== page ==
Chris: Uummmmm . . . [stares out the window off into the distance, like he’s working on a good answer.]
Me: What are your plans for today? Are you going out?
Chris: I was thinking of going to Nairobi (45 minutes away).
Me: What time were you planning on going?
Chris: Maybe around 11?
Me: So it would be better if I left then, so you can lock up the house.
Chris: [Big smile as if to say“Bingo! Aren’t you a clever boy!!”] And you can drop me off in Nairobi? (phrased as a question). [He’d obviously already put some thought into this topic.]
Me: Very good. Let me do a little more work done, and then I’ll pack up the car.
Now if I had been a less self-centered person and a better contextual communicator, I would have asked more about his plans from the very beginning instead of just assuming he’d be around to lock up whenever I left. On the other hand, if I had been even more self-centered and not bothered to pursue his opinion, I might have put his plans for Nairobi in a bit of a pickle. I kind of wonder what he would have ultimately done if I’d just hung around until 3 or so without saying anything at all: postponed his Nairobi trip to another day? found a nice way to tell me that I needed to leave earlier (this could have some difficult cultural ‘face’ issues)? found some other creative solution?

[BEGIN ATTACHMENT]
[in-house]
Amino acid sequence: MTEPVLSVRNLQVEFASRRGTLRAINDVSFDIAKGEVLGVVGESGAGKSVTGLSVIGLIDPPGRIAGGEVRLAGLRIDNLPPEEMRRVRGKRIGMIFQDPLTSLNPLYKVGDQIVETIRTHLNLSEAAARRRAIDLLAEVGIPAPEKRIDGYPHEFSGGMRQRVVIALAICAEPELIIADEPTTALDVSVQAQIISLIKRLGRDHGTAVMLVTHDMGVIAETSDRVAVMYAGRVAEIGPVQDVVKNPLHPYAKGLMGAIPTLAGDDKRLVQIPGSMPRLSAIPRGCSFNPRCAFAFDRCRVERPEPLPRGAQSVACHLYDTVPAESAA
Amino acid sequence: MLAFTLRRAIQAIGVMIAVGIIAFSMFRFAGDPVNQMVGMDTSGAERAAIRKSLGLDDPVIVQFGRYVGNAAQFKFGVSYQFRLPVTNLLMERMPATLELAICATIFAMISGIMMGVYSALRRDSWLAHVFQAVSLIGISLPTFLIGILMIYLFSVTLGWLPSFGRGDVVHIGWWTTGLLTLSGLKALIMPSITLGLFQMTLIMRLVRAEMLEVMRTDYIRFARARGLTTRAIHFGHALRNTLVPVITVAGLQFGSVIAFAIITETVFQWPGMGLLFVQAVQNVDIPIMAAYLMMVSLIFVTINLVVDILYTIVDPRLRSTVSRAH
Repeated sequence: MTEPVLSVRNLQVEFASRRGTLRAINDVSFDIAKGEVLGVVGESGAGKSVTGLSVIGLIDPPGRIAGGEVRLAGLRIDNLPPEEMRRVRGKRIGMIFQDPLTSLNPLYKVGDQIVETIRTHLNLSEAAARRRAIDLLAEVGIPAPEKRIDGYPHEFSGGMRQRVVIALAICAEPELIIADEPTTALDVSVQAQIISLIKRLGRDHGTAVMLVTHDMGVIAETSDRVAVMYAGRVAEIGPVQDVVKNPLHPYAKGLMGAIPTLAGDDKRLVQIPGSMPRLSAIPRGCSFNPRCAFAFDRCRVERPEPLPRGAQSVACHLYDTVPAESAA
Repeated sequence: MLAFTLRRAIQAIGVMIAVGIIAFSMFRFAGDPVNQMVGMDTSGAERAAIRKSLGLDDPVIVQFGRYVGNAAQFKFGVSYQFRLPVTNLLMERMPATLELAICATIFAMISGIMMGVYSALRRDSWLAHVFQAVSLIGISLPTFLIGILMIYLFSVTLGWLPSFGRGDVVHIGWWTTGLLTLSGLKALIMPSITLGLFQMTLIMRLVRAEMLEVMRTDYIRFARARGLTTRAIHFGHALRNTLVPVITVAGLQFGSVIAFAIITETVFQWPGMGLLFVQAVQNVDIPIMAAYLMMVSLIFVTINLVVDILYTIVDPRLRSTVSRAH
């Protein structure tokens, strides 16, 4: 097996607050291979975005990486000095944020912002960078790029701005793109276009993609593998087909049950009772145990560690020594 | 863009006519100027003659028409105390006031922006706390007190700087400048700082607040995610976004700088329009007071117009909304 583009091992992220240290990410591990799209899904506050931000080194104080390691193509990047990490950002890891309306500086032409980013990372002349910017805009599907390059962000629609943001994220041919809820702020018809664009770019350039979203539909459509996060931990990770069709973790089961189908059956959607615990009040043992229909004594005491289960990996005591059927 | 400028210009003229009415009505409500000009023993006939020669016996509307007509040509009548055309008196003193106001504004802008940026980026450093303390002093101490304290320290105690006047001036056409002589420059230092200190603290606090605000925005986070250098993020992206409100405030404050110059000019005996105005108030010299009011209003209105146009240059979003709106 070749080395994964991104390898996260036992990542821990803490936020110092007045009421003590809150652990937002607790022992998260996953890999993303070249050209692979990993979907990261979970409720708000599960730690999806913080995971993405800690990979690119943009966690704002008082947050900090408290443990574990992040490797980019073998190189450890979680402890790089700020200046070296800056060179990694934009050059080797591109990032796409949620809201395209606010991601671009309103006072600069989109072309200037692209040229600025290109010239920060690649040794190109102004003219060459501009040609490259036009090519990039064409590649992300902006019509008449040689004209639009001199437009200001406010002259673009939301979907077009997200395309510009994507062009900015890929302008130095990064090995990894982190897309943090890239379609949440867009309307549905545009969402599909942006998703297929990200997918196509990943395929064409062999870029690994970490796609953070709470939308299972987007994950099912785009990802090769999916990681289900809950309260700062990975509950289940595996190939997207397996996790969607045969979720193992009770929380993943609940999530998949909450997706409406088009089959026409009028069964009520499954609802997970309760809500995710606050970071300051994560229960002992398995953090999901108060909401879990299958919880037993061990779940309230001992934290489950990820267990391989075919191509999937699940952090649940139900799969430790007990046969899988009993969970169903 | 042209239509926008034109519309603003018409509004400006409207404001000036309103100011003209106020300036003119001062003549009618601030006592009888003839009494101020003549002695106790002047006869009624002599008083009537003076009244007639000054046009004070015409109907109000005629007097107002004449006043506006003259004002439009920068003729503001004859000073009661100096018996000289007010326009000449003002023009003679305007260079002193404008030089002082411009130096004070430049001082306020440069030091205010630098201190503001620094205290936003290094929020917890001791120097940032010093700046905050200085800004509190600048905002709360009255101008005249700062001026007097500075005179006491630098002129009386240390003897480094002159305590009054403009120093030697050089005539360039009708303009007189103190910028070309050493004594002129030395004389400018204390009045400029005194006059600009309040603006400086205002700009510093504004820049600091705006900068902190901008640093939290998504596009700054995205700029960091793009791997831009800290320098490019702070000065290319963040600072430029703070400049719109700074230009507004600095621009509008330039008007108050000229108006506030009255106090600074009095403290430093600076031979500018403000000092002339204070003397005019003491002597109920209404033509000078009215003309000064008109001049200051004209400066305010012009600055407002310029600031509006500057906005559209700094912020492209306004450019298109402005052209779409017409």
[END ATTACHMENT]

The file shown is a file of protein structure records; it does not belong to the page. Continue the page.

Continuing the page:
BTW, His method of silence hints at a piece of valuable wisdom I’ve learned from many of my African friends. If you are patient enough and bide your time, many of your problems will sort themselves out—often in better ways than you could hope. It doesn’t always work, but it works a lot more often than my Western impatience does—especially in circumstance where we have little control. (Don’t mistake this for “passivity”; rather, it’s being patient enough to let the situation unfold so you can take advantage of a more advantageous opportunities when you do have control; it’s a timing thing.)
In cross-cultural communication, if you don’t ask the right questions in the right way and pay attention to the right contextual clues, you likely won’t get the info you need. Communication in Africa is inferential rather than direct, so you need to become adept at listening for what is being communicated between the lines. Our setting here is a high context society, and one of the things I really appreciate is that you don’t have to say much for someone to figure out what’s important.